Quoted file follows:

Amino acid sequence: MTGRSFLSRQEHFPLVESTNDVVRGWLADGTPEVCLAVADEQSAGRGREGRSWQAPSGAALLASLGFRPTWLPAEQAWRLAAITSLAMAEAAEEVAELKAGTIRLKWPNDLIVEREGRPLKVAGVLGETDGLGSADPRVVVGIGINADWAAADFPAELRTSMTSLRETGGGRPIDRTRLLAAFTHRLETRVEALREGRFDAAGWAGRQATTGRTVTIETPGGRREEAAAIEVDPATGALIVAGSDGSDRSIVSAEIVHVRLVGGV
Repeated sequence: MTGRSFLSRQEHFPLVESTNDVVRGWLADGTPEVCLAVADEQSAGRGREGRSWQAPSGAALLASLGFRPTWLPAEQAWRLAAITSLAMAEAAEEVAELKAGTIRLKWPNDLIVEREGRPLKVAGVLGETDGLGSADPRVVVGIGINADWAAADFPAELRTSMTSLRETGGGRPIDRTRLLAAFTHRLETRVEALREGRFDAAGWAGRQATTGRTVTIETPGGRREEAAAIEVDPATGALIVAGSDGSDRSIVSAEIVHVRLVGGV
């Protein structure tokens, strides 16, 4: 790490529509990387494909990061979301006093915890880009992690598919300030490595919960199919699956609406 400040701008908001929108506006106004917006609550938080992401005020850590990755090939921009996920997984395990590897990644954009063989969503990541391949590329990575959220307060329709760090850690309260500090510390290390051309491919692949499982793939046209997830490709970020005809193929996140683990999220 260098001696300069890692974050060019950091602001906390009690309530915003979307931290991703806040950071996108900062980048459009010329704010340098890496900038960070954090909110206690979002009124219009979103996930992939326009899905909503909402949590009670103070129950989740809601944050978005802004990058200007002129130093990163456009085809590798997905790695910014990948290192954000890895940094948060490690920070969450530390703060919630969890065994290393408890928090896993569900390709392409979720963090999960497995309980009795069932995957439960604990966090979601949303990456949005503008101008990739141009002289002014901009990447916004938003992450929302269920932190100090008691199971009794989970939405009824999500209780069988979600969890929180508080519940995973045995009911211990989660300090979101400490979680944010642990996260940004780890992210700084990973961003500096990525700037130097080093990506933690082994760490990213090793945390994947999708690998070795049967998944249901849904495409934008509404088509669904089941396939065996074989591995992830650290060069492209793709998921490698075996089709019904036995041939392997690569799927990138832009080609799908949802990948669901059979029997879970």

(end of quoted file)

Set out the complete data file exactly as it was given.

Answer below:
Amino acid sequence: MTGRSFLSRQEHFPLVESTNDVVRGWLADGTPEVCLAVADEQSAGRGREGRSWQAPSGAALLASLGFRPTWLPAEQAWRLAAITSLAMAEAAEEVAELKAGTIRLKWPNDLIVEREGRPLKVAGVLGETDGLGSADPRVVVGIGINADWAAADFPAELRTSMTSLRETGGGRPIDRTRLLAAFTHRLETRVEALREGRFDAAGWAGRQATTGRTVTIETPGGRREEAAAIEVDPATGALIVAGSDGSDRSIVSAEIVHVRLVGGV
Repeated sequence: MTGRSFLSRQEHFPLVESTNDVVRGWLADGTPEVCLAVADEQSAGRGREGRSWQAPSGAALLASLGFRPTWLPAEQAWRLAAITSLAMAEAAEEVAELKAGTIRLKWPNDLIVEREGRPLKVAGVLGETDGLGSADPRVVVGIGINADWAAADFPAELRTSMTSLRETGGGRPIDRTRLLAAFTHRLETRVEALREGRFDAAGWAGRQATTGRTVTIETPGGRREEAAAIEVDPATGALIVAGSDGSDRSIVSAEIVHVRLVGGV
């Protein structure tokens, strides 16, 4: 790490529509990387494909990061979301006093915890880009992690598919300030490595919960199919699956609406 400040701008908001929108506006106004917006609550938080992401005020850590990755090939921009996920997984395990590897990644954009063989969503990541391949590329990575959220307060329709760090850690309260500090510390290390051309491919692949499982793939046209997830490709970020005809193929996140683990999220 260098001696300069890692974050060019950091602001906390009690309530915003979307931290991703806040950071996108900062980048459009010329704010340098890496900038960070954090909110206690979002009124219009979103996930992939326009899905909503909402949590009670103070129950989740809601944050978005802004990058200007002129130093990163456009085809590798997905790695910014990948290192954000890895940094948060490690920070969450530390703060919630969890065994290393408890928090896993569900390709392409979720963090999960497995309980009795069932995957439960604990966090979601949303990456949005503008101008990739141009002289002014901009990447916004938003992450929302269920932190100090008691199971009794989970939405009824999500209780069988979600969890929180508080519940995973045995009911211990989660300090979101400490979680944010642990996260940004780890992210700084990973961003500096990525700037130097080093990506933690082994760490990213090793945390994947999708690998070795049967998944249901849904495409934008509404088509669904089941396939065996074989591995992830650290060069492209793709998921490698075996089709019904036995041939392997690569799927990138832009080609799908949802990948669901059979029997879970």